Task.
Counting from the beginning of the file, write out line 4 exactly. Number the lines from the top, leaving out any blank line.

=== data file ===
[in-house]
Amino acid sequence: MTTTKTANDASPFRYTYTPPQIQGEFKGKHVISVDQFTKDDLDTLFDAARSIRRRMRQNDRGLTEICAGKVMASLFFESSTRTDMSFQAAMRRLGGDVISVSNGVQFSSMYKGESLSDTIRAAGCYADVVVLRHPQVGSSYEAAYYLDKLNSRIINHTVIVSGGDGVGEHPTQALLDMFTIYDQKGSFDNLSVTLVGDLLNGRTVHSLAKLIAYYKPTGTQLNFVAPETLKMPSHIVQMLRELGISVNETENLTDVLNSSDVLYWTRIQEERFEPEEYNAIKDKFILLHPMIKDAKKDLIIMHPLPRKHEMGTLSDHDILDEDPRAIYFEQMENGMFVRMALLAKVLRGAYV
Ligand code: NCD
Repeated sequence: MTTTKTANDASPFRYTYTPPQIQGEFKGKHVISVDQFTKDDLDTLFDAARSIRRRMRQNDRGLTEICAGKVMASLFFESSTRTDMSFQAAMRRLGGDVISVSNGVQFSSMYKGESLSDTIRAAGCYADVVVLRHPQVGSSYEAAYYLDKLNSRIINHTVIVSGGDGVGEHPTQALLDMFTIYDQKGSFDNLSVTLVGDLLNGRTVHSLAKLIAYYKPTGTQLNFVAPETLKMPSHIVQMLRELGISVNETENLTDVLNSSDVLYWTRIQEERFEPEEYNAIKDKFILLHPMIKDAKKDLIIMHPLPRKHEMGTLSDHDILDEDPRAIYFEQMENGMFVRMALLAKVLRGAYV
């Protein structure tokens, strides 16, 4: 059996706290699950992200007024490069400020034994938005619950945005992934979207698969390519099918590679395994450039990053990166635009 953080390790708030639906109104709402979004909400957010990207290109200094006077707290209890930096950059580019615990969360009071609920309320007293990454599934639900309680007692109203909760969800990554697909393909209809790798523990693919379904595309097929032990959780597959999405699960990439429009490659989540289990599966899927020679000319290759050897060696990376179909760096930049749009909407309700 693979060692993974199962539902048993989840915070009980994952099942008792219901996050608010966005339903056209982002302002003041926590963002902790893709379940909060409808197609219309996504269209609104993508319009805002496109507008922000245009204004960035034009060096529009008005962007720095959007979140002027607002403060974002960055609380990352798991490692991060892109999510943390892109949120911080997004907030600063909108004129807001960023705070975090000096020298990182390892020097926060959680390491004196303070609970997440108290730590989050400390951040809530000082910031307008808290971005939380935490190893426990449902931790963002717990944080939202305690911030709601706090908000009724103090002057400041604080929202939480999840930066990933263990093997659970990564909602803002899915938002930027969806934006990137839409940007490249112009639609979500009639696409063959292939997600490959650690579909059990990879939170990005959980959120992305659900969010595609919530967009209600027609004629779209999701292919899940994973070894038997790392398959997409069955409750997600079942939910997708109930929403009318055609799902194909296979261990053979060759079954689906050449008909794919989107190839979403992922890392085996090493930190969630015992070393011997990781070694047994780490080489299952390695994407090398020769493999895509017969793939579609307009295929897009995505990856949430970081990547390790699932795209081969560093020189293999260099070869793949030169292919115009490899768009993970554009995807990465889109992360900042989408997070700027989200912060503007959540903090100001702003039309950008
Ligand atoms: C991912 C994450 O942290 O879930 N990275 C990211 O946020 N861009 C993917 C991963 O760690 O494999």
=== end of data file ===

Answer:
Repeated sequence: MTTTKTANDASPFRYTYTPPQIQGEFKGKHVISVDQFTKDDLDTLFDAARSIRRRMRQNDRGLTEICAGKVMASLFFESSTRTDMSFQAAMRRLGGDVISVSNGVQFSSMYKGESLSDTIRAAGCYADVVVLRHPQVGSSYEAAYYLDKLNSRIINHTVIVSGGDGVGEHPTQALLDMFTIYDQKGSFDNLSVTLVGDLLNGRTVHSLAKLIAYYKPTGTQLNFVAPETLKMPSHIVQMLRELGISVNETENLTDVLNSSDVLYWTRIQEERFEPEEYNAIKDKFILLHPMIKDAKKDLIIMHPLPRKHEMGTLSDHDILDEDPRAIYFEQMENGMFVRMALLAKVLRGAYV